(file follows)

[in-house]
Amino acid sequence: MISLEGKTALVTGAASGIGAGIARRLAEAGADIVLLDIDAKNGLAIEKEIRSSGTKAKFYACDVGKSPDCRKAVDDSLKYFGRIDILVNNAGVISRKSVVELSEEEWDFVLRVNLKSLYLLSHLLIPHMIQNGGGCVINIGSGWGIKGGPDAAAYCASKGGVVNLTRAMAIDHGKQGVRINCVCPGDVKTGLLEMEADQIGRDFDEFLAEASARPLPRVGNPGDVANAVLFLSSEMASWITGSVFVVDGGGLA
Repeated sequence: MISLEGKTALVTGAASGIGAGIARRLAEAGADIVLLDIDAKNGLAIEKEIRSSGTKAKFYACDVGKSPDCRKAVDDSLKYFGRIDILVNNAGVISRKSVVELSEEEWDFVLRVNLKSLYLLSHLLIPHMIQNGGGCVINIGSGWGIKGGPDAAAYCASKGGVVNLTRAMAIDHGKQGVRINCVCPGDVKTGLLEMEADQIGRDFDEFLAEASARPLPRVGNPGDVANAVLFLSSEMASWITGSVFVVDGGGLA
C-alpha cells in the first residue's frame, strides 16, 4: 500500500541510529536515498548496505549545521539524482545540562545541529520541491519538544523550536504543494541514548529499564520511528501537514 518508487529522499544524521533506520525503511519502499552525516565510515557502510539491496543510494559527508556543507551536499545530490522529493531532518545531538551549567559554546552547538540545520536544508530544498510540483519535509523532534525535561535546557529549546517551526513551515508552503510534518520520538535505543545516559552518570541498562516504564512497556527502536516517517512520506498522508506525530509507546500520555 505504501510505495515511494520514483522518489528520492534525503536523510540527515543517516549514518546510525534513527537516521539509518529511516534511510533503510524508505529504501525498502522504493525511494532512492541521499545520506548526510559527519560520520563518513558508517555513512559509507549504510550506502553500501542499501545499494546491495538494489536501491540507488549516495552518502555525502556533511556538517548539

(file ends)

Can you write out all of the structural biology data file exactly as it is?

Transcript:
[in-house]
Amino acid sequence: MISLEGKTALVTGAASGIGAGIARRLAEAGADIVLLDIDAKNGLAIEKEIRSSGTKAKFYACDVGKSPDCRKAVDDSLKYFGRIDILVNNAGVISRKSVVELSEEEWDFVLRVNLKSLYLLSHLLIPHMIQNGGGCVINIGSGWGIKGGPDAAAYCASKGGVVNLTRAMAIDHGKQGVRINCVCPGDVKTGLLEMEADQIGRDFDEFLAEASARPLPRVGNPGDVANAVLFLSSEMASWITGSVFVVDGGGLA
Repeated sequence: MISLEGKTALVTGAASGIGAGIARRLAEAGADIVLLDIDAKNGLAIEKEIRSSGTKAKFYACDVGKSPDCRKAVDDSLKYFGRIDILVNNAGVISRKSVVELSEEEWDFVLRVNLKSLYLLSHLLIPHMIQNGGGCVINIGSGWGIKGGPDAAAYCASKGGVVNLTRAMAIDHGKQGVRINCVCPGDVKTGLLEMEADQIGRDFDEFLAEASARPLPRVGNPGDVANAVLFLSSEMASWITGSVFVVDGGGLA
C-alpha cells in the first residue's frame, strides 16, 4: 500500500541510529536515498548496505549545521539524482545540562545541529520541491519538544523550536504543494541514548529499564520511528501537514 518508487529522499544524521533506520525503511519502499552525516565510515557502510539491496543510494559527508556543507551536499545530490522529493531532518545531538551549567559554546552547538540545520536544508530544498510540483519535509523532534525535561535546557529549546517551526513551515508552503510534518520520538535505543545516559552518570541498562516504564512497556527502536516517517512520506498522508506525530509507546500520555 505504501510505495515511494520514483522518489528520492534525503536523510540527515543517516549514518546510525534513527537516521539509518529511516534511510533503510524508505529504501525498502522504493525511494532512492541521499545520506548526510559527519560520520563518513558508517555513512559509507549504510550506502553500501542499501545499494546491495538494489536501491540507488549516495552518502555525502556533511556538517548539